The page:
The picture below is the face of the first GemXpresso card produced at Gemplus, for the Cartes 1997 demo. Those were not the firts Java Card cards (those would have to be Cyberflex cards), but they were the first cards compatible with Java Card 2.0.
If you look at it in detail, you can see that, although the demo was quite hot during the show, we did not get the hottest card design available. The motto, The power of Java in your pocket, is not that great. But still, we were very proud of them.
Another thing that we were very proud of was our demo. There were actually several demos showing, and one of them was showing off the wonders of RMI on smart cards, using actual code, and wonderfully interactive windows. Here is one of them:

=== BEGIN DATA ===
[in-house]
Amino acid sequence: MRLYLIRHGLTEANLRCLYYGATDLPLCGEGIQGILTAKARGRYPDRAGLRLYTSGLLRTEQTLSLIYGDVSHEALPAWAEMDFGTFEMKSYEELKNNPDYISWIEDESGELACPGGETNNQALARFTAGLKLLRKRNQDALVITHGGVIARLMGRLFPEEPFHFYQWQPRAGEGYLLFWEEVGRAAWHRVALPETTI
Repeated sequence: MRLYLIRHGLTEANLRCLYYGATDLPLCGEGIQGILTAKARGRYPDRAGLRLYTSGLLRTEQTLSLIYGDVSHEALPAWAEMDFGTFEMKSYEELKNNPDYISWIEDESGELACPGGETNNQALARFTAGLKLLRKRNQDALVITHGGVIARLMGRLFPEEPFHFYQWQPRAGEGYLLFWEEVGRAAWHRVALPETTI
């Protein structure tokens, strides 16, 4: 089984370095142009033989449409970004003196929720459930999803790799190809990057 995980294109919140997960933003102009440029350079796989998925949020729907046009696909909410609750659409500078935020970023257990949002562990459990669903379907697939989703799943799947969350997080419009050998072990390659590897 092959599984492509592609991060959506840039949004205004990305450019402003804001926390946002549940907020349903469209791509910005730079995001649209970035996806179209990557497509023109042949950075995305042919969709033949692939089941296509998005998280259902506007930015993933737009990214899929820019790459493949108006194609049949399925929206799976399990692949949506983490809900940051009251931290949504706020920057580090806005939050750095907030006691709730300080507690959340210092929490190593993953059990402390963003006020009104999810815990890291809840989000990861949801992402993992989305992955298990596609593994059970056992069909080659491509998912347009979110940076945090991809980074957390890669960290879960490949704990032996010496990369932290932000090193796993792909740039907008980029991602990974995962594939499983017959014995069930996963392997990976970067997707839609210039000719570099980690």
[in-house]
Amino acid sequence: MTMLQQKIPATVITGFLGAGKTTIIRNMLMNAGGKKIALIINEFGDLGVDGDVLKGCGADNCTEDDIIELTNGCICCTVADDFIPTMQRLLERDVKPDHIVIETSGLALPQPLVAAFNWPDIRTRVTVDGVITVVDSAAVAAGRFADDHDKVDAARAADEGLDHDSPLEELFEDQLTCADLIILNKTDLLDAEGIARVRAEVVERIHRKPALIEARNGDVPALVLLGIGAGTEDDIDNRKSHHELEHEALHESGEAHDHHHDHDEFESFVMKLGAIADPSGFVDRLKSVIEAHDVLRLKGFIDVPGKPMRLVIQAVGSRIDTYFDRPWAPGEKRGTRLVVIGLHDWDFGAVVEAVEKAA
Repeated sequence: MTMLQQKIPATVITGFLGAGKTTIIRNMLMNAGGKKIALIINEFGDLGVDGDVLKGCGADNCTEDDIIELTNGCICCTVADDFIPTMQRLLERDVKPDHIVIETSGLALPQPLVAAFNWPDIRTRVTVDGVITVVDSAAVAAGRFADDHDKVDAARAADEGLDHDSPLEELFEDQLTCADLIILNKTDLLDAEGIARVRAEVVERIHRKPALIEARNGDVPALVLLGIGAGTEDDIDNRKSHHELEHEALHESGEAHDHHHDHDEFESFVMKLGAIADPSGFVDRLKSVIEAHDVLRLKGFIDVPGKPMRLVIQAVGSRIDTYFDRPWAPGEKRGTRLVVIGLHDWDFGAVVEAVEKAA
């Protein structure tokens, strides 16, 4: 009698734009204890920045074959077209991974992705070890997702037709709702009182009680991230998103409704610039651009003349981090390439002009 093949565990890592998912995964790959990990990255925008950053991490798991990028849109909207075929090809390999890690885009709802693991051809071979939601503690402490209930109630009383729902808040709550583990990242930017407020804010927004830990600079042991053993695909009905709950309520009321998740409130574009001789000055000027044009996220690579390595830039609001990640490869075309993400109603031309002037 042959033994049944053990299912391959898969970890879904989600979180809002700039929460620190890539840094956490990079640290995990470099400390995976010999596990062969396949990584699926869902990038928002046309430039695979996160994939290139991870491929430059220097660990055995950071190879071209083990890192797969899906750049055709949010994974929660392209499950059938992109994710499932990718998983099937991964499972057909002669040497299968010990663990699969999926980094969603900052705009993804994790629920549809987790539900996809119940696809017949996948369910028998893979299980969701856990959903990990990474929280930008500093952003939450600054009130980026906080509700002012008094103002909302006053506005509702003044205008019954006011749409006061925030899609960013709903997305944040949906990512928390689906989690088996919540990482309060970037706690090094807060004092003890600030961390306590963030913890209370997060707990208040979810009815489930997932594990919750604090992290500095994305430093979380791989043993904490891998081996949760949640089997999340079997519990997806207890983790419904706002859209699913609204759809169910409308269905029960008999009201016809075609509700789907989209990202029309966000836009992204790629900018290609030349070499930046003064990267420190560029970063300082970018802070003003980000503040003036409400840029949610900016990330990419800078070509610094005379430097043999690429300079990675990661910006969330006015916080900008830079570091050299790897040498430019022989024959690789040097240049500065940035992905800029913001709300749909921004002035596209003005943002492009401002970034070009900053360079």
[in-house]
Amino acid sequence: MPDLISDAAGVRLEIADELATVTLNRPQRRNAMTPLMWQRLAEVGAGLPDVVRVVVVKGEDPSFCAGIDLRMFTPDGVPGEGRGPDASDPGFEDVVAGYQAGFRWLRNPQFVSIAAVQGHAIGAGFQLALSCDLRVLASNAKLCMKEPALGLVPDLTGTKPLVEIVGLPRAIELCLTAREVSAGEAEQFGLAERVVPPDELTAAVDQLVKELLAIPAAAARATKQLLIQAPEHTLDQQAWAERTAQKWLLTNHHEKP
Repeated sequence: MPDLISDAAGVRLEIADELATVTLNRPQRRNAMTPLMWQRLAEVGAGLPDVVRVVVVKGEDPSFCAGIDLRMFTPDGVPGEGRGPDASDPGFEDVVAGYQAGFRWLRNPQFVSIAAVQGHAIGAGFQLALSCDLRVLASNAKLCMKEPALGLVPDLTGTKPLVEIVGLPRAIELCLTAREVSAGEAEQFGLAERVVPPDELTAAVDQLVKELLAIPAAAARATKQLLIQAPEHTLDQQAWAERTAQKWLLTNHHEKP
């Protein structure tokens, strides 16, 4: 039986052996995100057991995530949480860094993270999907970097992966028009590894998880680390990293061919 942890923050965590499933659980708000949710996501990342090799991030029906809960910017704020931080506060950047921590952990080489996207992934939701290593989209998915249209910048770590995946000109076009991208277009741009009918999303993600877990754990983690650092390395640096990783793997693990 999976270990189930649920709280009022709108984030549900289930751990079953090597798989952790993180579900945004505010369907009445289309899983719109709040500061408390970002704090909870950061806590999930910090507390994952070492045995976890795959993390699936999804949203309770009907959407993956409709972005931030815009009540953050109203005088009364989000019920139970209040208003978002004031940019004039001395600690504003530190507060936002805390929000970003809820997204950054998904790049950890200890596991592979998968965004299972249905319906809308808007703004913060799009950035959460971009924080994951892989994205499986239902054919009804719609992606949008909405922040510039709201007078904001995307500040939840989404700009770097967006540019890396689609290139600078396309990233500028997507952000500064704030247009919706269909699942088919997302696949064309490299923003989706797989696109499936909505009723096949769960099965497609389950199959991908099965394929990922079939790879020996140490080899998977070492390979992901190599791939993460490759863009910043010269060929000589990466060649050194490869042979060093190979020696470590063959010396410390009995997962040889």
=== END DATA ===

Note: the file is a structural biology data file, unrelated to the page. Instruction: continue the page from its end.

Now that I think of it, this demo was really daring, and there haven’t been many demos like that at Cartes. Even for Java Card 3, Gemalto has show some cards at Cartes, but their demo was focused on applications, not on code. Only Oberthur had a demo with JSP technology that was based on the same idea: yes, we made this technology fit in a smart card. And I loved it.
Gemalto, though, has shown other demos with code, but not at Cartes. For instance, we have seen some demos with code last May at JavaOne, and it felt great. I don’t have screen dumps for these demos, but I can still show you the design of the card:
I don’t know if they did it on purpose, but it strangely resembles the original GemXpresso card, with a blue background and a yellow-orange area for the motto. In the inside, however, things were quite different, ajd just as innovative.
I will try to bring more pictures of “historical” cards and other material. Because of my CV, I have more information about Gemplus cards, but I would welcom bits of histories from other companies of the time, like Schlumberger, Delarue, and others.